The poet’s view of himself changes. Instead of God being on trial for unfairness, he looks at himself. Verse 40, “Let us test and examine our ways, and return to the LORD! Verse 41 “Let us lift up our hearts and hands to God in heaven: It’s not “you guys are a mess.”  It’s “we are a mess.” Notice verse 42 “We have transgressed and rebelled, and you have not forgiven.” That is to say, God did not let them off the hook for the things they had done.

You might wonder, what kind of things were they involved in? What did they do that was so bad that God would give them over to their enemies like this? Well, the worship of false gods included things like child sacrifice. One of the last kings of Judah killed his own child in an act of worship of a false god. Also, worship of false gods often involved various kinds of sexual immorality as part of the ritual, so they were committing adultery and using and abusing people through these deviant sexual practices in the name of “worship.”  Awful things. God had separated them from all of that, but they were drawn to it. And God had repeatedly warned them that there would be consequences, and those consequences happened: Verse 43 “You have wrapped yourself with anger and pursued us, killing without pity; you have wrapped yourself with a cloud so that no prayer can pass through. You have made us scum and garbage among the peoples. The poet goes back into lament over God’s judgment against them. He’s in that difficult place where you’re miserable but you know you brought it on yourself.

But something interesting here is that the poet is one of those who were faithful to God. He didn’t get involved in the idol worship. So why is he saying “We have transgressed?” Is it just rhetoric, or does he see himself as personally guilty? Well, he’s aware now of his own bitterness toward God and his wavering faith. And so, while he might not have been involved in the things that brought the judgment, he knows he’s a sinner.  His suffering brought out the sin deep in his own heart. 

Think of a time you’ve gone through something, and bitterness sprung up in your heart, anger and judgment sprung up. You realized you aren’t the righteous person that you thought you were. Romans 3 says, “all have sinned and fall short of the glory of God.” Yes some sins are more heinous than other in that the immediate consequences are worse. For instance, murder carries worse consequences than a small lie, but ultimately the murderer and the liar are both guilty before a holy God and unable to justify themselves.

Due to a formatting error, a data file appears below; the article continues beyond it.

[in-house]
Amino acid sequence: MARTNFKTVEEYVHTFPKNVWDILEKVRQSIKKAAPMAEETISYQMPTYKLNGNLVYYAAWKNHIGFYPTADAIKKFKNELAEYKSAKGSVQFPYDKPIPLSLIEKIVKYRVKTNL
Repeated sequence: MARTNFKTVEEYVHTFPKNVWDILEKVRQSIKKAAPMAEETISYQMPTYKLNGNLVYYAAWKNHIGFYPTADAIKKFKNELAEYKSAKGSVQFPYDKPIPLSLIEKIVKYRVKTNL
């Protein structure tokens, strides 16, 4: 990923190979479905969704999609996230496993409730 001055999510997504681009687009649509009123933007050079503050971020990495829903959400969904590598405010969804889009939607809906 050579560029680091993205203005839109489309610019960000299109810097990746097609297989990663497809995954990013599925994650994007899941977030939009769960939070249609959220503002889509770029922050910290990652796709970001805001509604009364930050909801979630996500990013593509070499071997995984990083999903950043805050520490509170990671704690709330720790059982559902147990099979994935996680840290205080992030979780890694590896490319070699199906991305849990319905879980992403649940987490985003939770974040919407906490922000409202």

Is God unfair to lead us down a path that will bring us to a lower opinion of ourselves? No, he’s not unfair. He’s merciful. What if God treated you and I fairly for the things we’ve done? Psalm 130 says, “If you, O LORD, should mark iniquities (or sins), O Lord, who could stand?” God lowers our opinion of ourselves so that we can see our need for his grace. And so that we can respond to Jesus.


And so, It is fair of God to elevate our opinion of Him. (v.55-66)

The poet sees his own sin and cries out to God for help and for justice.

He trusts in God as the only one who can redeem his life, who can help him. God is the only one who can get justice for him. To the unbelieving world, hope seems foolish.  Because it’s rooted in faith. Faith that God is holy and powerful, and that he saves us by his grace alone. In 1 Corinthians 1 in the New Testament, the apostle Paul writes about the cross of Jesus and Jesus’ death for our sins. He says, “For the word of the cross is folly to those who are perishing, but to us who are being saved it is the power of God.” We can’t see the greatness of Jesus as long as we have an elevated opinion of self. And so God is fair to elevate our opinion of him, because this is how he brings us to himself.

As we come to the table today, we’re reminded that when it comes to God’s offer of forgiveness and mercy to us,  God doesn’t not treat us fairly. If he did, there would be no offer.  And even there was, none of us could come to him. God saves us by his grace, through faith, based not on what we’ve done. The Lord’s Supper is a God-centered act.  It calls to mind what he has done. And in his fairness, he leads us to humility, thankfulness, and hope, so that we may take great delight in the sacrifice of Jesus for our sins. 

Let’s pray.